“I was just getting a drink of water,” Yates said.
In mid-April, Yates was moved to a rehabilitation center where he began working on regaining his mobility. Determined to make progress quickly, Yates pushed himself through physical therapy and was released to go home several days before schedule.
On May 1, Yates came home to Winona. He was met by his daughters, who had not seen him since the evening of March 27, and family and friends. Since then, he has continued his physical therapy at Hometown Fitness in Winona. He was fitted for a prosthetic leg, and he continues working to regain full mobility.
He went from a walker to crutches to a cane, which he continues to use for stability as he gets around. His right leg also continues to heal from a fracture of his femur. The break in the bone has not yet fused, and a metal rod is keeping the bone together.
“My pain is different every day,” Yates said.
He explained that although his left leg was amputated, most of his pain comes from the limb that is no longer there.
He has also been working to overcome Post Traumatic Stress Disorder due to the accident. Although he can’t remember what happened to him on Highway 35 last March, his anxiety flares during thunderstorms or while he is watching certain programs on television.
His most challenging issue in recovery has been the break in his usually hectic life. Prior to the accident, Yates not only worked for Mississippi Department of Transportation, but he also owns his own lawn care company. He worked part-time as a reserve deputy at both the Montgomery County Sheriff’s Department and the Carroll County Sheriff’s Department, and he worked weekends as a cook at Guy’s Fish and Steakhouse in Vaiden. In addition, during the hunting season, he worked as a meat processor, with plans to open his own processing business.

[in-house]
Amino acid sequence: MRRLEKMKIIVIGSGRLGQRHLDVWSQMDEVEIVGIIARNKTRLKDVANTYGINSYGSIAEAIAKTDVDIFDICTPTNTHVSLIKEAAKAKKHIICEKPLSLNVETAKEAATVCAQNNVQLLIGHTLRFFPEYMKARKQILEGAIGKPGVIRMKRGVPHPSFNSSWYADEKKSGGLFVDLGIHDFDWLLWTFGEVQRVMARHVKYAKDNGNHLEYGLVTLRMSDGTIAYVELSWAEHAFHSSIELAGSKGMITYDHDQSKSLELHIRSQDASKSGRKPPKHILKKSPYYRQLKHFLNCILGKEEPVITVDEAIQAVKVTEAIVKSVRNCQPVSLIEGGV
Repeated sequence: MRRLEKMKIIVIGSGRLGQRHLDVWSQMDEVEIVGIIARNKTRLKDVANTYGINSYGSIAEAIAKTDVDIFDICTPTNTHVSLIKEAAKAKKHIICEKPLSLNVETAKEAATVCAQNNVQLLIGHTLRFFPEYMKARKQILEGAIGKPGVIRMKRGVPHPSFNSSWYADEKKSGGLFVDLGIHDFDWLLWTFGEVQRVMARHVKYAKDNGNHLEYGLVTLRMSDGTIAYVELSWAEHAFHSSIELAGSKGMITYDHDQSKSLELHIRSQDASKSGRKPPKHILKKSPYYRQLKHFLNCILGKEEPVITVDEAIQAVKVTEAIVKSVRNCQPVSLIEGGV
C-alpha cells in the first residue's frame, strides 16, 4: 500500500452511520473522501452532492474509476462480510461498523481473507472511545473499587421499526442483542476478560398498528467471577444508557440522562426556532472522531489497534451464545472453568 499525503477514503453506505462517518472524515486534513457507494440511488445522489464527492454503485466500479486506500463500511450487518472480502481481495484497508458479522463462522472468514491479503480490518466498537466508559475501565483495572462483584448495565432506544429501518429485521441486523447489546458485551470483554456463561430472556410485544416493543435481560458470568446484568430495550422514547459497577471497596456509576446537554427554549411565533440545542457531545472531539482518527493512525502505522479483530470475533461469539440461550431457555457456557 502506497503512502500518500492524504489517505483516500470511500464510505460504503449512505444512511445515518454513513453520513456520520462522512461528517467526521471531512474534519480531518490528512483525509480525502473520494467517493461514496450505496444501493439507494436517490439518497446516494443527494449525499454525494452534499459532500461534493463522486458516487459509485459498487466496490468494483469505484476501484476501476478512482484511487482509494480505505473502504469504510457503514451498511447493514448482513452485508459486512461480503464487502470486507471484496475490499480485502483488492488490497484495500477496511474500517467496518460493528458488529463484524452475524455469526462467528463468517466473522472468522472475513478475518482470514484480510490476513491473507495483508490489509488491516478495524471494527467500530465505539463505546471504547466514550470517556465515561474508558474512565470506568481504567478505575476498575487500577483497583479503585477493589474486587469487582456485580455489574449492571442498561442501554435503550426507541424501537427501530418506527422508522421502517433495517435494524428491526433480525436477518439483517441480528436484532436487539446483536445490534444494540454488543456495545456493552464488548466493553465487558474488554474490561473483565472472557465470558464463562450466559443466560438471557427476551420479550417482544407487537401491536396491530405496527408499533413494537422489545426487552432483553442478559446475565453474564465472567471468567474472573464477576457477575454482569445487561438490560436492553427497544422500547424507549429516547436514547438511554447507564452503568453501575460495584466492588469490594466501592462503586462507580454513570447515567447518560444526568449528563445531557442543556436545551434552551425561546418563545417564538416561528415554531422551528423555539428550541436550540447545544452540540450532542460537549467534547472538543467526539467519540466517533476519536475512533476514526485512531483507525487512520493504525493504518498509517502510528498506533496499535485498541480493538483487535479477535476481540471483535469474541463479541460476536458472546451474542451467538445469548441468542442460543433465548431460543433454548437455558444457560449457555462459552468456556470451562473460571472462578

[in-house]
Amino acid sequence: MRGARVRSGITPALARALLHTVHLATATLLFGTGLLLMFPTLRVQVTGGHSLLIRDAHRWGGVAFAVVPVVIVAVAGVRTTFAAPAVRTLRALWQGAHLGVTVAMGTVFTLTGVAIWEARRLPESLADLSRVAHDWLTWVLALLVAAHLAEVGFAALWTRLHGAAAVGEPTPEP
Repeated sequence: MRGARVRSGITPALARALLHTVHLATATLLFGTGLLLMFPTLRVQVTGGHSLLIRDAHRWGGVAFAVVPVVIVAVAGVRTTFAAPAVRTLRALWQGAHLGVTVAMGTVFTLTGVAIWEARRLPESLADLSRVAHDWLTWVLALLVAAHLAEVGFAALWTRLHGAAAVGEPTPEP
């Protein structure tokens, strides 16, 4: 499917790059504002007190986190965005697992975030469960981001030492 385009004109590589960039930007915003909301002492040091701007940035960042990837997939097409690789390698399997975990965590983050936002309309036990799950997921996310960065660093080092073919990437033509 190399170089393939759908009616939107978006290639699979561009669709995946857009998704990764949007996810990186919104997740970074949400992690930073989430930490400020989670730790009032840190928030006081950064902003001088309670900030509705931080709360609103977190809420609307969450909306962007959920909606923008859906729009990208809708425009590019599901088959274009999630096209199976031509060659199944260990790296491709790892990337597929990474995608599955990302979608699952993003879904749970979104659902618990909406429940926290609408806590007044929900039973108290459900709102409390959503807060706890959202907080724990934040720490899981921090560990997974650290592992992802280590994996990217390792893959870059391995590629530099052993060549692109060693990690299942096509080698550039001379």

“The hardest thing was learning how to slow down because [before the accident] I didn’t have a lot of free time,” Yates said.
Trina Yates added, “He really doesn’t like sitting still.”
However, he has enjoyed the time he has be able to spend with his family.
“Being home with my girls is the most important,” Yates said.
That doesn’t mean Yates isn’t ready to get back to work.
“I like being out there with my guys [at MDOT],” Yates said. “Work is like my second family. I work with them 40-plus hours a week and see them more than my family.”
He also misses mowing yards, but his employees have picked up the slack. Last spring, after he was injured, other local lawn care providers kept his business going.
“Craig Britt and Jill and Jerry Yates were cutting yards for me and trying to keep my business up,” Yates said. “I can’t thank them enough.”
Yates also thanked everyone in the community for rallying behind him and his family after he was hurt.
“We want to thank everyone for everything they have done,” Yates said.
Cirilo said she was amazed by the outpouring of support her brother and his family received after the accident.
“People were walking up to me on the street and giving me money for them,” she said. “So I created the Will Yates Benefit account at the Bank of Winona.”
Yates said in addition to individuals from the community bringing food and supplies to the family, Cloud 9 in Grenada, The Hub in Winona, Carrollton Nutrition, J&S Pawn in Winona, Allan and Corey Johnson, SuperValu, Pizza Inn, and Praise Apostolic Tabernacle organized fundraising efforts to assist the family as they navigated through Yates’ recovery journey.
“They really came together for us,” he said.
In reflecting on everything that has happened over the last seven months, Yates is still perplexed by what happened that morning in March.
“I never thought that I’d be taken down like that,” Yates said. “I guess it picked who it needed to be.”
He explained that he felt his body could take the impact of the accident better than some of his co-workers, and he was glad it had happened to him rather than someone else.
“He has always had a protective nature,” Cirilo said. “Always trying to help someone else.”
“I always look after my guys,” Yates said.
As for his recovery, Yates said he did not have the personality to let his injuries get the best of him, and he continues to improve every day.
“You have to push on,” he said. “You can’t let something like that win.”
He said God spared his life that morning for a reason.
“I was saved on the side of Highway 35 on a Sunday morning.”